‘Legions of Peace: UN Peacekeepers from the Global South’ reviewed by Matthijs Krul

Reviewed by Matthijs Krul

About the reviewer

Matthijs Krul is a PhD student in economic history at Brunel University, studying the role of …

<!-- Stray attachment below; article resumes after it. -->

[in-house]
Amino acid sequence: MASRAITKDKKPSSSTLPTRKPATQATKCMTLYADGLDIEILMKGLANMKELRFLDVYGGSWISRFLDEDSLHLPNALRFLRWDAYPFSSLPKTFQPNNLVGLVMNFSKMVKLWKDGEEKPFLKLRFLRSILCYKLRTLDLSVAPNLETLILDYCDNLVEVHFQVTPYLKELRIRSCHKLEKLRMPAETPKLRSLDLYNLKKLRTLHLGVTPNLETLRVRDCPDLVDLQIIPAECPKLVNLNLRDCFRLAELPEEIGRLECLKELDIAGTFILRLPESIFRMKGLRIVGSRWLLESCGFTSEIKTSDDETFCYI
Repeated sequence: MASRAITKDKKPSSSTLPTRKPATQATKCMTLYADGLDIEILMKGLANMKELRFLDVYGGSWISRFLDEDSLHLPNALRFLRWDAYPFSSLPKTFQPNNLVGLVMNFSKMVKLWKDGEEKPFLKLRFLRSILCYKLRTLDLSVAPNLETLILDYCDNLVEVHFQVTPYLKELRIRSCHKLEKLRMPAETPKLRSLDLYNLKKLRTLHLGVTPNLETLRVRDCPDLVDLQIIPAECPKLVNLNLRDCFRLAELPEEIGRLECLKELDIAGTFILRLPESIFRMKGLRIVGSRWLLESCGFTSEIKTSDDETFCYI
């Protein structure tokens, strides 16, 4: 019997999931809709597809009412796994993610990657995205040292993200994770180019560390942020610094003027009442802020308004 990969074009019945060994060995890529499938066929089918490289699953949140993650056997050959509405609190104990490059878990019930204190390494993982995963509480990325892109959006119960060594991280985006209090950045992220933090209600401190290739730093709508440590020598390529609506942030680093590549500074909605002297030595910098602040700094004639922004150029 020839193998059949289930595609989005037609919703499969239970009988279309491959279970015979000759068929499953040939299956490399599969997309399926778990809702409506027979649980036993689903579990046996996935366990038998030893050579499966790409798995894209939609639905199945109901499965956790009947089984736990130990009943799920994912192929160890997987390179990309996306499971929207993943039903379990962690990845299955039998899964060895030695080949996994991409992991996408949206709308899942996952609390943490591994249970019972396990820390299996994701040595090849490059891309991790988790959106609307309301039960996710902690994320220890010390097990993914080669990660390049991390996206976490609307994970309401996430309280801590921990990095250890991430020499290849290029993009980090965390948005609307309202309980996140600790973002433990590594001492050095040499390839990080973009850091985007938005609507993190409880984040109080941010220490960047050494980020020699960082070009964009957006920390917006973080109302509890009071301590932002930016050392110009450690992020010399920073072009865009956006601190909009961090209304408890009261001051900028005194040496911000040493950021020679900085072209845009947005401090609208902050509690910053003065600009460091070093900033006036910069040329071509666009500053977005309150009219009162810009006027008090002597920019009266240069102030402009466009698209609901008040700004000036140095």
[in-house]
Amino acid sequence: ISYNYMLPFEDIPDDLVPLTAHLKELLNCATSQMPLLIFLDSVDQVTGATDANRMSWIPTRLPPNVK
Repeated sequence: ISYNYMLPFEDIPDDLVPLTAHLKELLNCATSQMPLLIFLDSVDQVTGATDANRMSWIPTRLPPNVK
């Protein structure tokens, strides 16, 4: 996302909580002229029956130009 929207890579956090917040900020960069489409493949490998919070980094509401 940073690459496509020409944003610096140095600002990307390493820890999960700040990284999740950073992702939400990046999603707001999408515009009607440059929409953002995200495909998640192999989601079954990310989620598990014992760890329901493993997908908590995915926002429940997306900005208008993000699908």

“How does a blue armband vaccinate against the racism and paternalism of people whose only vision of Africa is lion hunting, slave markets, and colonial conquest; people for whom the history of civilisation is built on the possession of colonies?” (163) This question, posed by the radical Congolese independence leader Patrice Lumumba before his overthrow, is at the centre of Philip Cunliffe’s examination of UN peacekeeping. Lumumba asked this of the Western participants in UN missions, and Western statesmen and armies are most commonly the subject of the voluminous literature on the politics and structure of the UN. But Cunliffe approaches the subject in a different way. If Lumumba’s suggestion is true, and the United Nations is merely a continuation of the imperialist project of the West, how to explain the increasing predominance of peacekeepers from the developing world in the UN’s missions abroad? Does this suggest that the UN has in some way risen above the imperialist politics of old? Or is it a new form of the old imperialism, now with the nation-states of the global South as willing participants? This is the question Legions of Peace seeks to examine.